Senate Passes Trade Promotion Authority (Updated)
Updated 10:20 p.m. | The Senate passed President Barack Obama’s Trade Promotion Authority package Friday, sending the precursor to major trade deals with Asia and Europe to the House.
The package survived a near-death experience Thursday, with the Senate voting narrowly to cut off a filibuster in an extended vote, and again Friday, when the Senate narrowly rejected a bipartisan currency enforcement amendment that had drawn a veto threat. Obama cheered the passage in a statement.
The legislation “includes strong standards that will advance workers’ rights, protect the environment, promote a free and open Internet, and it supports new robust measures to address unfair currency practices,” Obama said.
“I want to thank Senators of both parties for sticking up for American workers by supporting smart trade and strong enforcement, and I encourage the House of Representatives to follow suit by passing TPA and TAA as soon as possible.”
Speaker John A. Boehner, R-Ohio, called the bill a “no-brainer” and said he would try and pass it in the House.
“The House will take up this measure, and Republicans will do our part, but ultimately success will require Democrats putting politics aside and doing what’s best for the country,” Boehner said. “Let’s seize this opportunity to open new doors for the things Americans make and the people who make them.”
A deal to vote in June on extending the charter of the Export-Import Bank helped pave the way for passage of the measure, as well as a months-long, intensive effort by the president on what has been his top economic priority and one of the last big legacy items of his presidency and one that exposed a deep rift within his party.
Final passage ultimately came with less drama on a 62-37 vote.
In theory, the trade bill should have sailed through. Trade Promotion Authority, which allows presidents the ability to get up-or-down votes in Congress on trade deals without amendments, had the support of the Republican majority, the Democratic president of the United States and ultimately 14 pro-trade Democrats.
An extension to a program called Trade Adjustment Assistance that provides income support and training to workers displaced by international trade was added to the trade package as a sweetener for Democrats, but that was not enough for most of them. Led by Sen. Elizabeth Warren, D-Mass., Minority Leader Harry Reid, D-Nev., and Sen. Sherrod Brown, D-Ohio, among others, most Democrats argued the trade deals would hurt American workers.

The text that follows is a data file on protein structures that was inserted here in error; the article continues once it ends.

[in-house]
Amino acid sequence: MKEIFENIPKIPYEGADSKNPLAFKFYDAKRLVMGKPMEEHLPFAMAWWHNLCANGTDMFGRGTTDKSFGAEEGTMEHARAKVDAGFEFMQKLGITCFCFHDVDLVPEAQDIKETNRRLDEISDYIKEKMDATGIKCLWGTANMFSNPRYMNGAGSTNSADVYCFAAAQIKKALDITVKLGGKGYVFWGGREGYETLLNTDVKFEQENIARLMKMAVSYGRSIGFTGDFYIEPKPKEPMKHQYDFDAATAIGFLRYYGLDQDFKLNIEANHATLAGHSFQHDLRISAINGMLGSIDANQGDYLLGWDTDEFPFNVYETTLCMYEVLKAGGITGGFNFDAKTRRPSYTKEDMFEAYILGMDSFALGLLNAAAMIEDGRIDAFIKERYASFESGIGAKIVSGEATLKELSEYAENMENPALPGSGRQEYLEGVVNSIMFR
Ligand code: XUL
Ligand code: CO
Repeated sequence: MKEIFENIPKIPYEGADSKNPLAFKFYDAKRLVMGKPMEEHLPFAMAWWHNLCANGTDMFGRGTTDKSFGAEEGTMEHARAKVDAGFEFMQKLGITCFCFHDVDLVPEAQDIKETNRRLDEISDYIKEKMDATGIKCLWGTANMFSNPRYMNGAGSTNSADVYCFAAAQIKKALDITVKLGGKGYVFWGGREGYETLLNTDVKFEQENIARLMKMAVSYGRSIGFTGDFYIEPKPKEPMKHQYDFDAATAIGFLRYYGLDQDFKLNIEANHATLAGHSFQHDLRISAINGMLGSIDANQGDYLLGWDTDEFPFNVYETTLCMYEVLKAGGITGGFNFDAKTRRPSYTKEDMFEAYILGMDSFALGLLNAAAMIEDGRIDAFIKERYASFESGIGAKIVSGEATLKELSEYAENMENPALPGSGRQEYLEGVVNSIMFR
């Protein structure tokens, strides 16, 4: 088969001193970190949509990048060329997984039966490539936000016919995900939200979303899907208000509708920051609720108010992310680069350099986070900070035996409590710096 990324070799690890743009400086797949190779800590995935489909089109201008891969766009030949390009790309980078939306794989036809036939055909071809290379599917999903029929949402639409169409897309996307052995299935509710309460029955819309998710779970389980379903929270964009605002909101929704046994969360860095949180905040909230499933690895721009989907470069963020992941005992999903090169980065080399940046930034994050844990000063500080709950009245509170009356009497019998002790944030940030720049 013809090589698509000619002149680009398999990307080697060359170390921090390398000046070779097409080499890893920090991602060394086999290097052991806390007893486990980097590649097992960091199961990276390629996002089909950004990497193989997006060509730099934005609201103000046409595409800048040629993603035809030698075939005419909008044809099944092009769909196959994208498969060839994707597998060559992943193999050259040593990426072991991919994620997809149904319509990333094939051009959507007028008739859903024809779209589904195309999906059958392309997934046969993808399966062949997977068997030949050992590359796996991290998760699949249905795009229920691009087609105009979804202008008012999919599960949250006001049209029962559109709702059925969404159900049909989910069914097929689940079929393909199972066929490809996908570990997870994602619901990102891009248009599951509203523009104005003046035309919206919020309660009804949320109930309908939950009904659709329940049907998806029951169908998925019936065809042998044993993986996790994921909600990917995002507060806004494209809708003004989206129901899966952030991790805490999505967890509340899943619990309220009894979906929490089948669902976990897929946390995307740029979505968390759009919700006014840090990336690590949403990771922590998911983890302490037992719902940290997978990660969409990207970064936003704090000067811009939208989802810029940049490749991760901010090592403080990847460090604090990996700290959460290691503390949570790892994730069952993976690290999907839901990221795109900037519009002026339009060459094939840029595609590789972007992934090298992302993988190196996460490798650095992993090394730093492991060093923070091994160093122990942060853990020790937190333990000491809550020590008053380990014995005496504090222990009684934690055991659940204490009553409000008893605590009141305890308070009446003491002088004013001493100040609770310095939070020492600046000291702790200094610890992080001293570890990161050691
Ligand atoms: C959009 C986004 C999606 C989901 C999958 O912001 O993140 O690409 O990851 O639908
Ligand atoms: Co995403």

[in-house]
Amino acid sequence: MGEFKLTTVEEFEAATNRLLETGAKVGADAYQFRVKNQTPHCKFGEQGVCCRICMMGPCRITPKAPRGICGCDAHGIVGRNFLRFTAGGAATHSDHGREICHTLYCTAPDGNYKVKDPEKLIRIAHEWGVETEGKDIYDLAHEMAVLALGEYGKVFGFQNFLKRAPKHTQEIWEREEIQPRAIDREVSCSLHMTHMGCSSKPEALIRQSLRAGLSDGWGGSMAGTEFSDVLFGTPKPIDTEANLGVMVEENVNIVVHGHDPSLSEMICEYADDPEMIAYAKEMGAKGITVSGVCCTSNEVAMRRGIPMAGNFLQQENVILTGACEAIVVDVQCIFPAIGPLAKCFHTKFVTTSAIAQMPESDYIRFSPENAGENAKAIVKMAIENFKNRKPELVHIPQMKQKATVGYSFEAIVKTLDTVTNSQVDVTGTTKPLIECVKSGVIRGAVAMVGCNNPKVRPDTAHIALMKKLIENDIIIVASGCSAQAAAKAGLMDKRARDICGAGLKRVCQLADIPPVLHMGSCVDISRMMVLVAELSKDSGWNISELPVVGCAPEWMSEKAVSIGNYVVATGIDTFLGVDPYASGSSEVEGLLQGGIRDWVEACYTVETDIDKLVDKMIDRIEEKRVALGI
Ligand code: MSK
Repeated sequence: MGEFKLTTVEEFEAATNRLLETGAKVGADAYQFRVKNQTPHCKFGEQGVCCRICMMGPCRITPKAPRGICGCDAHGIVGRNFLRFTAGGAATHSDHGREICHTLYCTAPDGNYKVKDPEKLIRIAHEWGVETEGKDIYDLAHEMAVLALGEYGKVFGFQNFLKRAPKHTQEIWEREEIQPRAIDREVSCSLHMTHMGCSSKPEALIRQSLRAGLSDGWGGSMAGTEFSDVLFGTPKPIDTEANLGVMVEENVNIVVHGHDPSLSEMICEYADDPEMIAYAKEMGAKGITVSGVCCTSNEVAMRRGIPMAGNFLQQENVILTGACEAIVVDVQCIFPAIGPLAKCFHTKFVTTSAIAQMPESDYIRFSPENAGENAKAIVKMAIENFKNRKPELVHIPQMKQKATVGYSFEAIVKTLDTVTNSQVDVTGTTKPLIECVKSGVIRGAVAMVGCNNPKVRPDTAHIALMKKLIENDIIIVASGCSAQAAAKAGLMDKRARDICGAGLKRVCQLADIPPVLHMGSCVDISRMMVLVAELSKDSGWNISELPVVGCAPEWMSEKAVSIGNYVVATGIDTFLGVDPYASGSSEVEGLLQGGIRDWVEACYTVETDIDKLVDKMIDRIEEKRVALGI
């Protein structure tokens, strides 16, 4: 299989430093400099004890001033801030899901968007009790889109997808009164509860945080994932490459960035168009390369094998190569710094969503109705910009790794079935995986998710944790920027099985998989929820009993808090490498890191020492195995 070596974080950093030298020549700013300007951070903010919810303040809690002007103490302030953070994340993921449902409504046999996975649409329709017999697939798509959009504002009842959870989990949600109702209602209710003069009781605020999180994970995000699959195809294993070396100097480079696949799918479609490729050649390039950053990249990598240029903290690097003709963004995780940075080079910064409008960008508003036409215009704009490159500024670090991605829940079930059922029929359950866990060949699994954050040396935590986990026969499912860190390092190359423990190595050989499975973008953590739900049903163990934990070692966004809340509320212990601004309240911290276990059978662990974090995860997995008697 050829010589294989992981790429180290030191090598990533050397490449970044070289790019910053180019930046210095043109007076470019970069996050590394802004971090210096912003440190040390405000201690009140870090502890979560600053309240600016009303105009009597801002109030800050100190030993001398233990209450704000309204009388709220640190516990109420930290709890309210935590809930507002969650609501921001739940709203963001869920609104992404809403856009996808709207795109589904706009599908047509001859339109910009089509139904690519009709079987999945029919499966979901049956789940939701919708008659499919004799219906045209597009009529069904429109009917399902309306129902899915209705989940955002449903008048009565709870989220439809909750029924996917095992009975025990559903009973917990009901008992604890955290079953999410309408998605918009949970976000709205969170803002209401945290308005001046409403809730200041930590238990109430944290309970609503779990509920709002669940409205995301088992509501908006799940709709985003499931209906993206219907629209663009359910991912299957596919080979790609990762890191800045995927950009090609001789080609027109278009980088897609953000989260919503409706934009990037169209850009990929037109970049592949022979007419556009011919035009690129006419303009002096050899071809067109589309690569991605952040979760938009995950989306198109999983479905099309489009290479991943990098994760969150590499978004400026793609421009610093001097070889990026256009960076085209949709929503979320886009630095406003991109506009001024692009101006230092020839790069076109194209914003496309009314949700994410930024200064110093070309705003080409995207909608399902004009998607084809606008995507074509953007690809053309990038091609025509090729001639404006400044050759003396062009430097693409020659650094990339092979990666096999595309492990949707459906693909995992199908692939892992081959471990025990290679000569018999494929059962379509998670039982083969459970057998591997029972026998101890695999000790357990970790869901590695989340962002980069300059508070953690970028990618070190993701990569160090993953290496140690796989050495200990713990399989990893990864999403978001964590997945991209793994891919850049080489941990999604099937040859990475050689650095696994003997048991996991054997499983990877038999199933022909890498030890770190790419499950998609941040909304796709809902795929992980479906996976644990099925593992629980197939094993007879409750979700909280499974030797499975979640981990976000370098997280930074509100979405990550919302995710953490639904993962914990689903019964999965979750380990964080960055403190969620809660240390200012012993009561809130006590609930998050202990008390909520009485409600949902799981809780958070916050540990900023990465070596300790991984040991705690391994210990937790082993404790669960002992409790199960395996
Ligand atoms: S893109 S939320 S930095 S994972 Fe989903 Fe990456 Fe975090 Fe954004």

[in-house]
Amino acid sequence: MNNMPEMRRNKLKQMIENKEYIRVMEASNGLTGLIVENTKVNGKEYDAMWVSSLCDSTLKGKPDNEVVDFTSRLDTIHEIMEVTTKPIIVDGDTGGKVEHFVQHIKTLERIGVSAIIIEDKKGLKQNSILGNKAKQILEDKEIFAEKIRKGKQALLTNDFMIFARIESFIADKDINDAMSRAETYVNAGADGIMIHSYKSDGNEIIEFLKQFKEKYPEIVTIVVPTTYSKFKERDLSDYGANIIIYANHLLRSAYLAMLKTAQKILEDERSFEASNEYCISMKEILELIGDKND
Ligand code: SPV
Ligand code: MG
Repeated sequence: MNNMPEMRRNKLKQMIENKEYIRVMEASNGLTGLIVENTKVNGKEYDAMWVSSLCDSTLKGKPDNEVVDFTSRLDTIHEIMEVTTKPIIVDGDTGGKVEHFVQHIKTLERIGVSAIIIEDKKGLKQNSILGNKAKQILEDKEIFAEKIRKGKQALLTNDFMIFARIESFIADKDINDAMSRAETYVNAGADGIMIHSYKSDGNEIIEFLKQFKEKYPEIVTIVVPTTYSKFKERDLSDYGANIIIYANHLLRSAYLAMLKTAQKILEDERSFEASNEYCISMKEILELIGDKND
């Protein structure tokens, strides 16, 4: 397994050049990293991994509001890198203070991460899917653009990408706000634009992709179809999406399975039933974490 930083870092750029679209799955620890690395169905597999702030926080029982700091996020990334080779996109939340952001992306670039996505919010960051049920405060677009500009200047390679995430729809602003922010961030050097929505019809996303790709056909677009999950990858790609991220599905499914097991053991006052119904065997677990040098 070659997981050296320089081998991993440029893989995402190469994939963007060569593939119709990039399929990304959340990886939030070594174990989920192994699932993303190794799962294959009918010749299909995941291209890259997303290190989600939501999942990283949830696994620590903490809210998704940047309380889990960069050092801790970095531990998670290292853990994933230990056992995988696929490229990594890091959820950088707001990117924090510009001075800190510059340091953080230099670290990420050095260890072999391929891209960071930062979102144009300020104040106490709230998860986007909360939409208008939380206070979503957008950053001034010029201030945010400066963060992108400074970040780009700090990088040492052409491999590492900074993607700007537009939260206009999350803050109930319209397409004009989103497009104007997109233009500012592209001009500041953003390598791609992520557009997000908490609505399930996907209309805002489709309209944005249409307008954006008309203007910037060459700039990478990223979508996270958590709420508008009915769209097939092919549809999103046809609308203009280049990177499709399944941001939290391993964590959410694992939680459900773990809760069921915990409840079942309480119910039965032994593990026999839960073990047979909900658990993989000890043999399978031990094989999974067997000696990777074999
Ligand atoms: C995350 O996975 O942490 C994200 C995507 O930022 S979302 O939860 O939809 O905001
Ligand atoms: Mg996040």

“This agreement, like bad trade deals before it, would force American workers to compete with desperate workers around the world – including workers in Vietnam where the minimum wage is 56-cents an hour,” said Sen. Bernard Sanders, I-Vt., who is running for president and had called out Hillary Rodham Clinton for keeping her distance from the issue.
The 14 Democrats who backed the president included Michael Bennet of Colorado, Maria Cantwell of Washington, Benjamin L. Cardin of Maryland, Thomas R. Carper of Delaware, Chris Coons of Delaware, Dianne Feinstein of California, Heidi Heitkamp of North Dakota, Tim Kaine of Virginia, Claire McCaskill of Missouri, Patty Murray of Washington, Bill Nelson of Florida, Jeanne Shaheen of New Hampshire, Mark Warner of Virginia and Ron Wyden of Oregon.
Cardin had voted to filibuster the package earlier after being upset he did not get his amendments but had been a supporter of the package in committee.
Five Republicans voted no: Susan Collins of Maine, Mike Lee of Utah, Rand Paul of Kentucky, Jeff Sessions of Alabama and Richard C. Shelby of Alabama.
One Republican senator did not vote: Michael B. Enzi of Wyoming.
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